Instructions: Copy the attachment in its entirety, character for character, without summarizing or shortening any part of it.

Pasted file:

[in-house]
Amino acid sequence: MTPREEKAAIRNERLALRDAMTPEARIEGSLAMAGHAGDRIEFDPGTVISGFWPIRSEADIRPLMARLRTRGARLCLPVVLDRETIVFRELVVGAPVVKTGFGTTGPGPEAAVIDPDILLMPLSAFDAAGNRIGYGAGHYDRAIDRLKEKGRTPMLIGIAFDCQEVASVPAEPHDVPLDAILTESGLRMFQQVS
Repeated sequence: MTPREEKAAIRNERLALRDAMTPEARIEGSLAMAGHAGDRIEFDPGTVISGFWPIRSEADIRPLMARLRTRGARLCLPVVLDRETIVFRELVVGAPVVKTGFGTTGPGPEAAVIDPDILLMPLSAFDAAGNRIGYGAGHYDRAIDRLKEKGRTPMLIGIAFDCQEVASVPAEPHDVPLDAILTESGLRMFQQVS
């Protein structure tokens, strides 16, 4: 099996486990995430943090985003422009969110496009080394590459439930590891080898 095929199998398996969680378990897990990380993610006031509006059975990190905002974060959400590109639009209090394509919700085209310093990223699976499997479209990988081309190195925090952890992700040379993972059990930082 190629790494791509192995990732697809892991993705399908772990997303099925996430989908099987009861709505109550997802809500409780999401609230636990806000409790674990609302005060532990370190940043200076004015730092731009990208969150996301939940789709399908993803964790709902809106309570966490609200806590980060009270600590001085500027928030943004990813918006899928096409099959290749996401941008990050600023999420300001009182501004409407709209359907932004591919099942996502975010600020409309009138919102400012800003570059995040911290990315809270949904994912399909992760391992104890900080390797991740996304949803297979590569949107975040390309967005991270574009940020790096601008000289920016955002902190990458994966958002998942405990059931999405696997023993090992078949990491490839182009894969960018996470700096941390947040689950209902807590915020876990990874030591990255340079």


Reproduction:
[in-house]
Amino acid sequence: MTPREEKAAIRNERLALRDAMTPEARIEGSLAMAGHAGDRIEFDPGTVISGFWPIRSEADIRPLMARLRTRGARLCLPVVLDRETIVFRELVVGAPVVKTGFGTTGPGPEAAVIDPDILLMPLSAFDAAGNRIGYGAGHYDRAIDRLKEKGRTPMLIGIAFDCQEVASVPAEPHDVPLDAILTESGLRMFQQVS
Repeated sequence: MTPREEKAAIRNERLALRDAMTPEARIEGSLAMAGHAGDRIEFDPGTVISGFWPIRSEADIRPLMARLRTRGARLCLPVVLDRETIVFRELVVGAPVVKTGFGTTGPGPEAAVIDPDILLMPLSAFDAAGNRIGYGAGHYDRAIDRLKEKGRTPMLIGIAFDCQEVASVPAEPHDVPLDAILTESGLRMFQQVS
């Protein structure tokens, strides 16, 4: 099996486990995430943090985003422009969110496009080394590459439930590891080898 095929199998398996969680378990897990990380993610006031509006059975990190905002974060959400590109639009209090394509919700085209310093990223699976499997479209990988081309190195925090952890992700040379993972059990930082 190629790494791509192995990732697809892991993705399908772990997303099925996430989908099987009861709505109550997802809500409780999401609230636990806000409790674990609302005060532990370190940043200076004015730092731009990208969150996301939940789709399908993803964790709902809106309570966490609200806590980060009270600590001085500027928030943004990813918006899928096409099959290749996401941008990050600023999420300001009182501004409407709209359907932004591919099942996502975010600020409309009138919102400012800003570059995040911290990315809270949904994912399909992760391992104890900080390797991740996304949803297979590569949107975040390309967005991270574009940020790096601008000289920016955002902190990458994966958002998942405990059931999405696997023993090992078949990491490839182009894969960018996470700096941390947040689950209902807590915020876990990874030591990255340079």